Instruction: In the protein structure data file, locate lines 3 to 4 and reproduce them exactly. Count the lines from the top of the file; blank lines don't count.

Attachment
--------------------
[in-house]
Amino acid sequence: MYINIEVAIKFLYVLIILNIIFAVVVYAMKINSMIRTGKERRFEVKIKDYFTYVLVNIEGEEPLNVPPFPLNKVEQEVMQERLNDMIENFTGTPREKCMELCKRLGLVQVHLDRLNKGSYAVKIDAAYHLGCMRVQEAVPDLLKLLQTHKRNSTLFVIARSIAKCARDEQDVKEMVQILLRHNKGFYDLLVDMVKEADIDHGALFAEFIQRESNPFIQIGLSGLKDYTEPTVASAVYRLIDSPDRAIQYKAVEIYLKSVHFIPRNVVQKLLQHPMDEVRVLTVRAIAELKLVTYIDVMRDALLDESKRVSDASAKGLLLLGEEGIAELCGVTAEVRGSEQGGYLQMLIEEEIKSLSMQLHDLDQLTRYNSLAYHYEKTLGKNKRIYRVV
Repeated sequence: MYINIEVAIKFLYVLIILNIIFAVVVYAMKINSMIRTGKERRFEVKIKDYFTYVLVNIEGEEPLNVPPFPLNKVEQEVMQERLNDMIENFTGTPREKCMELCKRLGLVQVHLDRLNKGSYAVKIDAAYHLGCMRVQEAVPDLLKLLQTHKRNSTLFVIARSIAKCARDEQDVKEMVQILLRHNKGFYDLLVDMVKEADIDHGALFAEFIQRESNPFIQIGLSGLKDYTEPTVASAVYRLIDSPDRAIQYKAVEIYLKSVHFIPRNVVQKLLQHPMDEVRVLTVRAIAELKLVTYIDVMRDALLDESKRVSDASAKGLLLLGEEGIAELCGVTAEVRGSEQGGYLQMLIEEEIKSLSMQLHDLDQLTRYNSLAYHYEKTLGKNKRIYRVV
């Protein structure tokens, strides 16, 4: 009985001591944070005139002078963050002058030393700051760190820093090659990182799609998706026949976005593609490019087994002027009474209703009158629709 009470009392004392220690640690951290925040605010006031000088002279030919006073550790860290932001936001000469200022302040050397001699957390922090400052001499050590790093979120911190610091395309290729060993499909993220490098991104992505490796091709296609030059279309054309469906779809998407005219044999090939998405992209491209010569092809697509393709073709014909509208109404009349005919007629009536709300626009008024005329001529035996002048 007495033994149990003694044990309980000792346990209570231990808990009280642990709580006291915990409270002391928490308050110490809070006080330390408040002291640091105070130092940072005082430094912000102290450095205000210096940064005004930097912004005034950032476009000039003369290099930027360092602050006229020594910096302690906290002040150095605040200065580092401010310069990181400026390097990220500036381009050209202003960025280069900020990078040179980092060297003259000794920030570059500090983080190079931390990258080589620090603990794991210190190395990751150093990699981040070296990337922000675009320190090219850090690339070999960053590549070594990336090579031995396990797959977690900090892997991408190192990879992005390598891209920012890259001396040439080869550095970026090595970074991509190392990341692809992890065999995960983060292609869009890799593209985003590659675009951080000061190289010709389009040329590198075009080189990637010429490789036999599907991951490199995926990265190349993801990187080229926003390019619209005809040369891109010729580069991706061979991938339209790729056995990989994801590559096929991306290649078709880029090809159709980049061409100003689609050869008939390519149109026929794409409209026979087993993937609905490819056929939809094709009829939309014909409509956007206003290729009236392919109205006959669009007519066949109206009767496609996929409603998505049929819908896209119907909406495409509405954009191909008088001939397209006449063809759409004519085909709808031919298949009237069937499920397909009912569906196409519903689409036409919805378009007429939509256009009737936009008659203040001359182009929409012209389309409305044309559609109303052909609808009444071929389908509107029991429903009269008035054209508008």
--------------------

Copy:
Repeated sequence: MYINIEVAIKFLYVLIILNIIFAVVVYAMKINSMIRTGKERRFEVKIKDYFTYVLVNIEGEEPLNVPPFPLNKVEQEVMQERLNDMIENFTGTPREKCMELCKRLGLVQVHLDRLNKGSYAVKIDAAYHLGCMRVQEAVPDLLKLLQTHKRNSTLFVIARSIAKCARDEQDVKEMVQILLRHNKGFYDLLVDMVKEADIDHGALFAEFIQRESNPFIQIGLSGLKDYTEPTVASAVYRLIDSPDRAIQYKAVEIYLKSVHFIPRNVVQKLLQHPMDEVRVLTVRAIAELKLVTYIDVMRDALLDESKRVSDASAKGLLLLGEEGIAELCGVTAEVRGSEQGGYLQMLIEEEIKSLSMQLHDLDQLTRYNSLAYHYEKTLGKNKRIYRVV
């Protein structure tokens, strides 16, 4: 009985001591944070005139002078963050002058030393700051760190820093090659990182799609998706026949976005593609490019087994002027009474209703009158629709 009470009392004392220690640690951290925040605010006031000088002279030919006073550790860290932001936001000469200022302040050397001699957390922090400052001499050590790093979120911190610091395309290729060993499909993220490098991104992505490796091709296609030059279309054309469906779809998407005219044999090939998405992209491209010569092809697509393709073709014909509208109404009349005919007629009536709300626009008024005329001529035996002048 007495033994149990003694044990309980000792346990209570231990808990009280642990709580006291915990409270002391928490308050110490809070006080330390408040002291640091105070130092940072005082430094912000102290450095205000210096940064005004930097912004005034950032476009000039003369290099930027360092602050006229020594910096302690906290002040150095605040200065580092401010310069990181400026390097990220500036381009050209202003960025280069900020990078040179980092060297003259000794920030570059500090983080190079931390990258080589620090603990794991210190190395990751150093990699981040070296990337922000675009320190090219850090690339070999960053590549070594990336090579031995396990797959977690900090892997991408190192990879992005390598891209920012890259001396040439080869550095970026090595970074991509190392990341692809992890065999995960983060292609869009890799593209985003590659675009951080000061190289010709389009040329590198075009080189990637010429490789036999599907991951490199995926990265190349993801990187080229926003390019619209005809040369891109010729580069991706061979991938339209790729056995990989994801590559096929991306290649078709880029090809159709980049061409100003689609050869008939390519149109026929794409409209026979087993993937609905490819056929939809094709009829939309014909409509956007206003290729009236392919109205006959669009007519066949109206009767496609996929409603998505049929819908896209119907909406495409509405954009191909008088001939397209006449063809759409004519085909709808031919298949009237069937499920397909009912569906196409519903689409036409919805378009007429939509256009009737936009008659203040001359182009929409012209389309409305044309559609109303052909609808009444071929389908509107029991429903009269008035054209508008």